The other revolution that Coburn addresses in his introduction is one that deals with how people consider the role of books in relation to religious life. As Coburn points out, it has become increasingly common for religions across the globe to attach themselves to written texts, which they deem as the literal word of god. He is weary of the fact that many people may overestimate the authority that written sources should have in religious life, since he believes people are too easily convinced that written text is inherently more authentic and true than other sources.(10) Although it may seem quite taboo to some readers, Coburn explains that in the Hindu tradition, the actual meaning of a source like the Devī-Māhātmya isn’t as important as its recitation and form. He wants his reader to know that their ability to appreciate a translated source, like the Devī-Māhātmya, is inherently limited.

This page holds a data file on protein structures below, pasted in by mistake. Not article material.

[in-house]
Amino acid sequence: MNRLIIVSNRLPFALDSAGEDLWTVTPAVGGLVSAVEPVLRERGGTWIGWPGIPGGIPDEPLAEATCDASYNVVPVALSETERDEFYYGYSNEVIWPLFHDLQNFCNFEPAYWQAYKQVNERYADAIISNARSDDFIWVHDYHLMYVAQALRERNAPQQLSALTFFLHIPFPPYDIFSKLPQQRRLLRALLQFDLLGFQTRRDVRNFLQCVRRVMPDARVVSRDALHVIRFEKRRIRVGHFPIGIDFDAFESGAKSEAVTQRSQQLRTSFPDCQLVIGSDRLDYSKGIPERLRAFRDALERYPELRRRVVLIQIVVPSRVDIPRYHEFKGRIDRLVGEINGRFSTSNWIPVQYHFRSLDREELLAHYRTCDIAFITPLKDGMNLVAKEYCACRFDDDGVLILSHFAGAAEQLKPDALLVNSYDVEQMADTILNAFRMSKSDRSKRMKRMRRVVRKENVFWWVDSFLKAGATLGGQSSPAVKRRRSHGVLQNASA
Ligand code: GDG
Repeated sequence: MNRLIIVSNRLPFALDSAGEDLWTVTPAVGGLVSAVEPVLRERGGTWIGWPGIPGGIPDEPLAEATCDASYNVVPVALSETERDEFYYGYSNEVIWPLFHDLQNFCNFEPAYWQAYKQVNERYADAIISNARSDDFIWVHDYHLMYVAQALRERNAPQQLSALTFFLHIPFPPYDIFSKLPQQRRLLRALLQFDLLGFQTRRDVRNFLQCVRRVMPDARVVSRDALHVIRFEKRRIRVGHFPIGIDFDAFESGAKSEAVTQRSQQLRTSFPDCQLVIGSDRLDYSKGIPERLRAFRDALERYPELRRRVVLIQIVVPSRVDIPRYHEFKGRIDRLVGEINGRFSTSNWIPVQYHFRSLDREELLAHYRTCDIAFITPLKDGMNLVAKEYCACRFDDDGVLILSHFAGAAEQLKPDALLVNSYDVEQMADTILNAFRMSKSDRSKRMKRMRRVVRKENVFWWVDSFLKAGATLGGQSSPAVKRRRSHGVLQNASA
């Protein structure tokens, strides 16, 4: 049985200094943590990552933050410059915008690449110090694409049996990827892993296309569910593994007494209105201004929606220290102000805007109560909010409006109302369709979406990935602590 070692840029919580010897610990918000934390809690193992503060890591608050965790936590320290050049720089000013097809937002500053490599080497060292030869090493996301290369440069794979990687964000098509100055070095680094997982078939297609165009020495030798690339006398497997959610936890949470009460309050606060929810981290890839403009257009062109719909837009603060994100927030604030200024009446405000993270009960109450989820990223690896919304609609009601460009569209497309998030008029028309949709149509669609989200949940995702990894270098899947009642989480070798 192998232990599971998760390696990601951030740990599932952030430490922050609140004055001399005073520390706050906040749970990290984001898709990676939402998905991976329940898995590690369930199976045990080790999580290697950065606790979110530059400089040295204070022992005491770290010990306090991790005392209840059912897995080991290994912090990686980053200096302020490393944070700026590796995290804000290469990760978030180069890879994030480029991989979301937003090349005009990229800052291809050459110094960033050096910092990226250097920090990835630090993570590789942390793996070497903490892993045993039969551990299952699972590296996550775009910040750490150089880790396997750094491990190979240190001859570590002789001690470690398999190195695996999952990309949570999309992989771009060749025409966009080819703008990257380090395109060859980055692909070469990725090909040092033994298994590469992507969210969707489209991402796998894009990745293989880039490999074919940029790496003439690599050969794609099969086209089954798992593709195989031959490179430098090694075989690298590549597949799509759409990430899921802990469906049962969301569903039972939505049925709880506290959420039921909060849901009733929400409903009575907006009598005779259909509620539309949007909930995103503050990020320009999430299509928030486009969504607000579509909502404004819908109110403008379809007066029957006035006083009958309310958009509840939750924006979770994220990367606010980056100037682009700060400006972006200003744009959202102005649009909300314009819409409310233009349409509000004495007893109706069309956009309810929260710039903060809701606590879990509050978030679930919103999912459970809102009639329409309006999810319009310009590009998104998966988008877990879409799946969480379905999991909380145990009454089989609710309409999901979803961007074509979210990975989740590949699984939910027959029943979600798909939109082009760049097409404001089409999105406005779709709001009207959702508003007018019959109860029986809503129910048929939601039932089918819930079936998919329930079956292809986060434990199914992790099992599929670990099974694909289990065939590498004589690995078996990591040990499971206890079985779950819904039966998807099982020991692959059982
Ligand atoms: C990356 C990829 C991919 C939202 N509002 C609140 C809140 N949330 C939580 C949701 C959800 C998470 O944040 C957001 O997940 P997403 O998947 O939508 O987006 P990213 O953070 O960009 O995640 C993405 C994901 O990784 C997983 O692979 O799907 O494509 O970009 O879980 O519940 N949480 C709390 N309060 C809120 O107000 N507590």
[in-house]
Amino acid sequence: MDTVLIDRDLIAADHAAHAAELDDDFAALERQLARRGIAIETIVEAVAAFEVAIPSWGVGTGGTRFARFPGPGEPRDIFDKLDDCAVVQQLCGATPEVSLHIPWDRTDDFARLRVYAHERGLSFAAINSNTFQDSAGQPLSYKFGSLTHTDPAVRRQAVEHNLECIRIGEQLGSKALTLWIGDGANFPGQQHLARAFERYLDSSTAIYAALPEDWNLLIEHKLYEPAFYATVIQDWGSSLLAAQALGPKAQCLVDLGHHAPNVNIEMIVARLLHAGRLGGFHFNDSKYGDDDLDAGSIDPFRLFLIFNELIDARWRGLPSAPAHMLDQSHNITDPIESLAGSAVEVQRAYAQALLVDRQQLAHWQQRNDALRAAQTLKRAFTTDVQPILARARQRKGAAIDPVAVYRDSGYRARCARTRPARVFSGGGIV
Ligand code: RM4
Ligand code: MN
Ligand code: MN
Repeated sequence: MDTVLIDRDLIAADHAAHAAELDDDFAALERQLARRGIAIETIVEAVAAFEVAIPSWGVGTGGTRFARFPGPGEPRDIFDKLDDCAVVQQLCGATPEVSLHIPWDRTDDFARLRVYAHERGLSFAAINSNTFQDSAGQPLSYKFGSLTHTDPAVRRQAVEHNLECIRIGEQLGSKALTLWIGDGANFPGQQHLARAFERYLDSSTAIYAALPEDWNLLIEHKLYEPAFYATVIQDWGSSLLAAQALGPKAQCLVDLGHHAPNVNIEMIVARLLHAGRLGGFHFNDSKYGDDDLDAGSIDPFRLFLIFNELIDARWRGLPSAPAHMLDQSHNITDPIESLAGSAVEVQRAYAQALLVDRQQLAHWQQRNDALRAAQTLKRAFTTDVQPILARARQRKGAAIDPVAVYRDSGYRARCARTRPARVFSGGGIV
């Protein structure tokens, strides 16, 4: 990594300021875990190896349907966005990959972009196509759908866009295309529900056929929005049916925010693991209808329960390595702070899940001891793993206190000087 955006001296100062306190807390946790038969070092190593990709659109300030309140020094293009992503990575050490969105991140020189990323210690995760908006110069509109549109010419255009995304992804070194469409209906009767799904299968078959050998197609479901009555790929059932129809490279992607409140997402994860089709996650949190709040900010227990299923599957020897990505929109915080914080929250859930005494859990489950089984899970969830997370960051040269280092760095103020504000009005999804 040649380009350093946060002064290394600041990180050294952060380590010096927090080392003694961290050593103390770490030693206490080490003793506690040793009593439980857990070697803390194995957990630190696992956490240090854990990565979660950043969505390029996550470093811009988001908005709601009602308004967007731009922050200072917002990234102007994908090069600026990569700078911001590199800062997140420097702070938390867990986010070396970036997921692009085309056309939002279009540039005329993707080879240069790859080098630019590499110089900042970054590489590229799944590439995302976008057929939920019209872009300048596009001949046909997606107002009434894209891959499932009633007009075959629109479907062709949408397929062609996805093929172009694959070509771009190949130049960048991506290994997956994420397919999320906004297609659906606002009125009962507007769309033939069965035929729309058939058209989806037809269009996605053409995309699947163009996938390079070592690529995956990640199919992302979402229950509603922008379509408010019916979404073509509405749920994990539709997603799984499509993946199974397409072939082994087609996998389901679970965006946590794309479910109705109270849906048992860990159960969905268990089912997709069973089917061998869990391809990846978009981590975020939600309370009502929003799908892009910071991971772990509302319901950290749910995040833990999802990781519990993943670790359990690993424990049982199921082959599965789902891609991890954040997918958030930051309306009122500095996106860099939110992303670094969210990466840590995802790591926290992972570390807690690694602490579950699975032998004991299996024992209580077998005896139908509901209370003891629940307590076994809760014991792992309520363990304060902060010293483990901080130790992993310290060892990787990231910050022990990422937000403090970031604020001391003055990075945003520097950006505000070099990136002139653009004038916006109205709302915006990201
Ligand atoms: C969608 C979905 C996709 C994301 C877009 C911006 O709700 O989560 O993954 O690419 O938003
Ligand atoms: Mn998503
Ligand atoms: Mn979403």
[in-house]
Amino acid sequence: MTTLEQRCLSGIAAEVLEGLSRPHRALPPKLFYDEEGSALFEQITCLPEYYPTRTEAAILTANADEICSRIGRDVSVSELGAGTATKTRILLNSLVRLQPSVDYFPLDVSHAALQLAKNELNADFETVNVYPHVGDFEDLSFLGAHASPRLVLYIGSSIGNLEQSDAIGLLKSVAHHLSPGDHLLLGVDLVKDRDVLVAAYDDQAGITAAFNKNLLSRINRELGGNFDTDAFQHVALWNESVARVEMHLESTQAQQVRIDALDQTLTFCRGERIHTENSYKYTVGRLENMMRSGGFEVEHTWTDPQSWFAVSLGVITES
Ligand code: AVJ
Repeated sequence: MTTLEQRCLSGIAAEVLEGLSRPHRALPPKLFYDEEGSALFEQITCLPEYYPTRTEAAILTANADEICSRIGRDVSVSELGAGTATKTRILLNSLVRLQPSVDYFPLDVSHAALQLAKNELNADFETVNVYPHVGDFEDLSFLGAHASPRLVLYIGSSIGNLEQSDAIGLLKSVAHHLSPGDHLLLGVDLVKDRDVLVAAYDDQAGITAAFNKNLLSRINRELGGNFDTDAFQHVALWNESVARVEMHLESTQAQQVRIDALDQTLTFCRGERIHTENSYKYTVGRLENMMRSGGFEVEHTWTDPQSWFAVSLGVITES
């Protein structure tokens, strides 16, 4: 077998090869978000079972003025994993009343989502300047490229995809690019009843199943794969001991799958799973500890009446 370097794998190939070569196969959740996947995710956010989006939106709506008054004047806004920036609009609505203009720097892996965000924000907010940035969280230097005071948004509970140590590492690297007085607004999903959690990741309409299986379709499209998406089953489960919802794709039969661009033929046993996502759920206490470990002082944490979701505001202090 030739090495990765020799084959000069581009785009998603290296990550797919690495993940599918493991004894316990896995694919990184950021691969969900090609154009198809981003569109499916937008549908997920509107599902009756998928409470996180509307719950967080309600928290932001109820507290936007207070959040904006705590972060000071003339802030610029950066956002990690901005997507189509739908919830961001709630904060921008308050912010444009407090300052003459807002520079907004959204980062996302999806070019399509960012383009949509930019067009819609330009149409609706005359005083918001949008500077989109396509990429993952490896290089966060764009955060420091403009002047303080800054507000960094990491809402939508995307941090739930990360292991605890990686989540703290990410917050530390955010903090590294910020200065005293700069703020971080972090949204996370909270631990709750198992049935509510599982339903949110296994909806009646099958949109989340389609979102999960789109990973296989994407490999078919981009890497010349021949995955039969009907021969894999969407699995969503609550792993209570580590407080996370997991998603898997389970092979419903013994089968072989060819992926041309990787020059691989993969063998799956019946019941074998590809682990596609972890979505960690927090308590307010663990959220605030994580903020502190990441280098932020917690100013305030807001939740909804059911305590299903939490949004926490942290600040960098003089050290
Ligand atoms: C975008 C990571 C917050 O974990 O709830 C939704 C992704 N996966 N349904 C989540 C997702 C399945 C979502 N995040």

Following his introduction, Coburn presents his translated version of the Devī-Māhātmya. I found this portion of his text to be extremely hard to follow, through little fault of his own. The translation comes in the form of a discussion, in which stories of warring gods and goddesses are narrated. The story of how Mahamaya was born and how the goddess was able to reign, as the supreme being over all the other gods, is also told. It is unfair to comment too harshly on Coburn’s ability to help the reader understand his translation of the Devī-Māhātmya, since this reading only comprises of his introduction, however, it is definitely not easy to follow.